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Parental country of birth is a major determinant of childhood type 1 diabetes in Sweden
Natl Board Hlth & Welf, Ctr Epidemiol, Stockholm, Sweden; Uppsala Univ, Dept Childrens & Womens Hlth, Uppsala, Sweden.
Örebro University, School of Health and Medical Sciences, Örebro University, Sweden.
2008 (English)In: Pediatric Diabetes, ISSN 1399-543X, E-ISSN 1399-5448, Vol. 9, no 1, p. 35-39Article in journal (Refereed) Published
Abstract [en]

Objective: To test the hypothesis that the risk of childhood diabetes type 1 increases with migration from a low to a high incidence region.

Methods: Register study of a national cohort of 783 547 children born between 1987 and 1993 who remained in Sweden in 2002, including 3225 children with childhood type 1 diabetes identified in hospital discharge data. Logistic regression analysis was used to test the hypotheses.

Results: Offspring of two parents born in very low (Asia excluding Middle East and Latin America) and low (southern and eastern Europe and the Middle East) incidence regions had the lowest adjusted odds ratios (ORs) of childhood type 1 diabetes; 0.21 (0.11-0.41) and 0.37 (0.29-0.48), respectively, compared with the Swedish majority population. When one parent was born in a low incidence country and one parent was Swedish born, the adjusted ORs increased but remained lower than the Swedish majority population.

Conclusions: Parental country of birth is an important determinant of childhood type 1 in Sweden. Heritable factors seem most likely to explain this pattern.

Place, publisher, year, edition, pages
Blackwell Munksgaard, 2008. Vol. 9, no 1, p. 35-39
Keywords [en]
Diabetes type 1
National Category
Medical and Health Sciences
Research subject
Medicine
Identifiers
URN: urn:nbn:se:oru:diva-32940DOI: 10.1111/j.1399-5448.2007.00267.xISI: 000255130200006OAI: oai:DiVA.org:oru-32940DiVA, id: diva2:683746
Projects
Type 1 diabetes in children with non-Swedish background – epidemiology and clinical outcomeAvailable from: 2014-01-06 Created: 2014-01-06 Last updated: 2017-12-06Bibliographically approved
In thesis
1. Type 1 diabetes in children with non-Swedish background: epidemiology and clinical outcome
Open this publication in new window or tab >>Type 1 diabetes in children with non-Swedish background: epidemiology and clinical outcome
2014 (English)Doctoral thesis, comprehensive summary (Other academic)
Abstract [en]

Sweden holds third place of diabetes incidence in young people after Finland and Sardinia. One fifth of the population is nowadays of foreign descent. We have a substantial number of immigrants from countries where the risk for T1D is considerably lower. Migration as a natural experiment is a concept to assess the risk for diabetes in offspring of immigrant parents and assess the interaction between genetics (genotype) and the impact of environment (phenotype).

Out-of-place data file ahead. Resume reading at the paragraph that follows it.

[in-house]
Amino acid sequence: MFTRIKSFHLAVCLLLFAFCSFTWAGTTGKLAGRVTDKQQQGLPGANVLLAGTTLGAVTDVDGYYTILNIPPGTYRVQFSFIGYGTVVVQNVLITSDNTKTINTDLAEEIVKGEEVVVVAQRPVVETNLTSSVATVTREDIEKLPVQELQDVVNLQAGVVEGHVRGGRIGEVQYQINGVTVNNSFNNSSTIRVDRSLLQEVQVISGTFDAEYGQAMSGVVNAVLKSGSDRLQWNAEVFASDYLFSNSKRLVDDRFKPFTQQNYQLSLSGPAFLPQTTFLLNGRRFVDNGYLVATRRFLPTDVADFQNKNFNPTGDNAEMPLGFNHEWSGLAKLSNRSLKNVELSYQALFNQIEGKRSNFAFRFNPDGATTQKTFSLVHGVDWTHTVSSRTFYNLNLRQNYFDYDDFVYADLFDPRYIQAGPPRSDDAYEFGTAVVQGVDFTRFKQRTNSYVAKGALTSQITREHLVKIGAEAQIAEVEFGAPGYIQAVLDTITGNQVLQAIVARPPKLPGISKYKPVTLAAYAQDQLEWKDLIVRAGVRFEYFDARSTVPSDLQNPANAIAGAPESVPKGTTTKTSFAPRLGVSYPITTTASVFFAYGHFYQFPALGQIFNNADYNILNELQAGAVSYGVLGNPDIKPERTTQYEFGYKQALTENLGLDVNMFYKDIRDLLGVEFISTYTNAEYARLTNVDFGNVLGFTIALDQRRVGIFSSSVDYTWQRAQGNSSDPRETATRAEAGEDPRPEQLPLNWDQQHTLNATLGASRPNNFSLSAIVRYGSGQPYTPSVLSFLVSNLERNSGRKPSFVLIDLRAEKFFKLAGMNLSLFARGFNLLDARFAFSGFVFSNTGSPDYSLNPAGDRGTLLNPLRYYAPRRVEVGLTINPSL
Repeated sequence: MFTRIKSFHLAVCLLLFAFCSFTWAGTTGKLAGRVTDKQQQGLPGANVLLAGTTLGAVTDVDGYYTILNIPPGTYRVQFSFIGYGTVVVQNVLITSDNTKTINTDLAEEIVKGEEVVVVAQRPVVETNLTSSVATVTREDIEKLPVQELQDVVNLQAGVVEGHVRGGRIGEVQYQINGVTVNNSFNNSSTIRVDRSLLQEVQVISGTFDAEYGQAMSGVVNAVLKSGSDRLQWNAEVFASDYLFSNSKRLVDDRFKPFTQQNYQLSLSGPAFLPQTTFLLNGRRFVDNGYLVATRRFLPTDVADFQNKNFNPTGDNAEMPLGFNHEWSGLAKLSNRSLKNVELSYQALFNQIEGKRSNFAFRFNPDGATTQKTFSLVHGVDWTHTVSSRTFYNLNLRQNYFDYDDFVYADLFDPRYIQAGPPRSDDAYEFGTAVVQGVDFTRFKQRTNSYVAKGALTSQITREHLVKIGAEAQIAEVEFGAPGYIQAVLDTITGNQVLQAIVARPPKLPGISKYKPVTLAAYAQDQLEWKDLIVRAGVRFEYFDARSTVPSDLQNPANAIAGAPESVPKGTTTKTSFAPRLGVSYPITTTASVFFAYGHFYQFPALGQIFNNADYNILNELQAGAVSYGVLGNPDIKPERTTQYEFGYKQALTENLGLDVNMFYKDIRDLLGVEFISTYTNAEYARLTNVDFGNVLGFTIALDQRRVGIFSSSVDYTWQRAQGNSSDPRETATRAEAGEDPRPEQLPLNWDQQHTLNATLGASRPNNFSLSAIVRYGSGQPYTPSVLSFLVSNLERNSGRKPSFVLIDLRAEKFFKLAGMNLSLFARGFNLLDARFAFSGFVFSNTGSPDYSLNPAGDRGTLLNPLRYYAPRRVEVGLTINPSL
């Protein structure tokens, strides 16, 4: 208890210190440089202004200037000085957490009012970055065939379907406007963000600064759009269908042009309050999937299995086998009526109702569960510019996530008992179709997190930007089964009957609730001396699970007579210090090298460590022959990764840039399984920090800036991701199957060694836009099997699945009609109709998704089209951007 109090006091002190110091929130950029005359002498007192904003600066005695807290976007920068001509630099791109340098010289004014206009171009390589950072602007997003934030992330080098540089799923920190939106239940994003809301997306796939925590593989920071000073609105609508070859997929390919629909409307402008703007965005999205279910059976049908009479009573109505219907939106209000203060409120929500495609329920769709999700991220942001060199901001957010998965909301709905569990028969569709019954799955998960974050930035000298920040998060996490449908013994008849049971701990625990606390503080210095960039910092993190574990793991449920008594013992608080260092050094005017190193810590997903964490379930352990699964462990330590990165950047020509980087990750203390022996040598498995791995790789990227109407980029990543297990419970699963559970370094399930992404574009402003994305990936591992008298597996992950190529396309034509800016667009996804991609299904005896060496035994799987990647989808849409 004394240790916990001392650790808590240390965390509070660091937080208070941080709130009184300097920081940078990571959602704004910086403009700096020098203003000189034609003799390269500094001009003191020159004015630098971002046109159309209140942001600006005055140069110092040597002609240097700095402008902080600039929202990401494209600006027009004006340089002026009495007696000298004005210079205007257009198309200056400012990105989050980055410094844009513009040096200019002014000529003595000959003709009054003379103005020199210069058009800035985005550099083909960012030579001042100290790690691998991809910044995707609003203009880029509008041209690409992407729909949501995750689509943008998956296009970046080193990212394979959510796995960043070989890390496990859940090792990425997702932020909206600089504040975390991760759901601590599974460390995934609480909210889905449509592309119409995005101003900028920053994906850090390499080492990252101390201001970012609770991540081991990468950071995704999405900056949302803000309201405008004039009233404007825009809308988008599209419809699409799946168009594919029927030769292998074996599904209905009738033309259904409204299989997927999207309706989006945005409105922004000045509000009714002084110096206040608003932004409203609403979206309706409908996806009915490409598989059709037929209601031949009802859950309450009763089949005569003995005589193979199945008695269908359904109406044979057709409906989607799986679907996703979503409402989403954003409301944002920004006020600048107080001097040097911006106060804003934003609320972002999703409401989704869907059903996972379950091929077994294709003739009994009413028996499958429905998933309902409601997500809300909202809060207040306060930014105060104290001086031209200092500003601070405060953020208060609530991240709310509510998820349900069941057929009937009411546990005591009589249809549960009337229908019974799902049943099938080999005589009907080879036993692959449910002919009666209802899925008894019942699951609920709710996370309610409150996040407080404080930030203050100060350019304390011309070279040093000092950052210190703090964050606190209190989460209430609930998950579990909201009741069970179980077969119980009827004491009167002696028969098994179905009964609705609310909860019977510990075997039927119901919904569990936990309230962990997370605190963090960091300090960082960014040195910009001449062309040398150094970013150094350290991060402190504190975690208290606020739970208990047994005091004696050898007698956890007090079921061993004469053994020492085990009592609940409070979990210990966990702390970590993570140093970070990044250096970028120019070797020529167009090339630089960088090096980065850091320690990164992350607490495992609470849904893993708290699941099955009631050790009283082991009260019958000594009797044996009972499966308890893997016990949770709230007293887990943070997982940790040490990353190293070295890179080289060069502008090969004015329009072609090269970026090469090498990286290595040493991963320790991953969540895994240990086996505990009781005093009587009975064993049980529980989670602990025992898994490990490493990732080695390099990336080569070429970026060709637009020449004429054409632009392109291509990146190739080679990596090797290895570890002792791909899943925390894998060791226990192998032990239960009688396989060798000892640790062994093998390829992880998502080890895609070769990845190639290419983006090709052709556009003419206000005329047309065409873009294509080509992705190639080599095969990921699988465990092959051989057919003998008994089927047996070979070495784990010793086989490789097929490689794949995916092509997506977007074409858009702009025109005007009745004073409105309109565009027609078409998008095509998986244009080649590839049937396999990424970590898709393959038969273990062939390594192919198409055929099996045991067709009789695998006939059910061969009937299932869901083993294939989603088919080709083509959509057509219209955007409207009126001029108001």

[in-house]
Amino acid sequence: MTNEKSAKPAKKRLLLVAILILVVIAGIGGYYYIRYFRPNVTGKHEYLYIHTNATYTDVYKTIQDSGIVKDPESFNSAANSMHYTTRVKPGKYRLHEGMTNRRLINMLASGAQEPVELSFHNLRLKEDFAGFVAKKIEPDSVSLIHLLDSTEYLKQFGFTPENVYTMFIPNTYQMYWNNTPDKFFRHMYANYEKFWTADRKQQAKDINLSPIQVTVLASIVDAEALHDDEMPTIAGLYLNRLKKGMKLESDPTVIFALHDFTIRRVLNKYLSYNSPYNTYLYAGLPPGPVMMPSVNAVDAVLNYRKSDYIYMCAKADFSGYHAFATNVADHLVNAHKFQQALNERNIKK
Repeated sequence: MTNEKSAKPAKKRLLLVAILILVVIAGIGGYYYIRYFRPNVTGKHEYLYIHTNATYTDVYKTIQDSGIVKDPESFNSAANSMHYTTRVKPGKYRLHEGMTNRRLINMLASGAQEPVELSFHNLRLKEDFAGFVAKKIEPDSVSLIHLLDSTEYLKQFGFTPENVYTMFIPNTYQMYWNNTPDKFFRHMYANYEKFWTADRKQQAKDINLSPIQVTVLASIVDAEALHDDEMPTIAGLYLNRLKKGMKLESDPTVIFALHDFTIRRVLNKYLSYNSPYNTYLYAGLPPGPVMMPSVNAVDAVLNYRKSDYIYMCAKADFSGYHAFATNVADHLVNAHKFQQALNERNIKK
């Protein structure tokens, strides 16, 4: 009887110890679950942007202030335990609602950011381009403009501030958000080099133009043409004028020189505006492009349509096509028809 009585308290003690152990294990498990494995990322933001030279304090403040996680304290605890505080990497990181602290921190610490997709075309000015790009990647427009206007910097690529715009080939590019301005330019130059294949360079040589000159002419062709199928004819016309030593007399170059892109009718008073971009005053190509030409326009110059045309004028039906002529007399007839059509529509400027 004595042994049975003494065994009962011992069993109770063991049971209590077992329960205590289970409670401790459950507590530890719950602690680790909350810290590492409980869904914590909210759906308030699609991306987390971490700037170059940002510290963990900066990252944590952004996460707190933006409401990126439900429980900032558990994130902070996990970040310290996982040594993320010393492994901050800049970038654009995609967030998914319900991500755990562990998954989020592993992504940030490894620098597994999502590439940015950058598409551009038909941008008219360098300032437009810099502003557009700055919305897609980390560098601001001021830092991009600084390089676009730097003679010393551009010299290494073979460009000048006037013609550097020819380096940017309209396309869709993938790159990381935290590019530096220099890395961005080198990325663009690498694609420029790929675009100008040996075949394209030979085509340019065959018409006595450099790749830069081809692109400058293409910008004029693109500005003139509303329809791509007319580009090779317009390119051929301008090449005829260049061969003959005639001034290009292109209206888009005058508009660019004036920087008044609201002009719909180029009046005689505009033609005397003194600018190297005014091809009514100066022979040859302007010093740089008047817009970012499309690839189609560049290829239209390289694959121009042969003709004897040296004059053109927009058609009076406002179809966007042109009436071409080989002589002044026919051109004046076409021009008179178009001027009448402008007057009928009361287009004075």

Aims: To study the risk of incurring diabetes for children of immigrant parents living in Sweden (I) and further study the risk if the child is born in Sweden or not (II); to specifically study and evaluate if children from East Africa have increased risk to develop T1D (III). To investigate if clinical and sociodemographic status at T1D onset differs between immigrant children compared to their Swedish indigenous peers (IV). Finally to study the clinical outcome and the impact of socio-demographic factors at diabetes onset after three years of treatment (V).

Methods: All five studies are observational, nationwide and population based, on prospectively collected data. Statistics mainly by logistic and linear regressions.

Results: Parental country of origin is a strong determinant for diabetes in the offspring. Children born to immigrant parents seem to keep their low risk compared to their Swedish peers (I). When adding the factor of being born in Sweden, the pattern changed; there was a significantly (p < 0.001) increased risk for T1D if the child was born in Sweden (II). East Africans have a substantial risk for T1D and especially if the children are born in Sweden (III). Immigrant children and adolescents have worse metabolic start at T1D onset compared to their indigenous Swedish peers (IV). After 3 years of treatment, the immigrant children had a sustained higher median HbA1c, compared to their Swedish peers (V).

Conclusions: Genotype and influences during fetal life or early infancy have an important impact for the risk of T1D pointing towards epigenetics playing a substantial role. Children with an origin in East Africa have a high risk of incurring T1D. Immigrant children have worse metabolic start at T1D onset, which sustains after three years of treatment

Place, publisher, year, edition, pages
Örebro: Örebro universitet, 2014. p. 59
Series
Örebro Studies in Medicine, ISSN 1652-4063 ; 102
Keywords
Type 1 diabetes, HbA1c, children, adolescents, ethnicity, epidemiology, immigration, adoption, socio-demographic, registers
National Category
Medical and Health Sciences
Research subject
Medicine
Identifiers
urn:nbn:se:oru:diva-32843 (URN)978-91-7529-010-2 (ISBN)
Public defence
2013-04-11, Hörsal C2, Campus USÖ, Universitetssjukhuset, S Grev Rosengatan, 701 85 Örebro, 13:00 (Swedish)
Opponent
Supervisors
Available from: 2014-01-31 Created: 2013-12-19 Last updated: 2017-10-17Bibliographically approved

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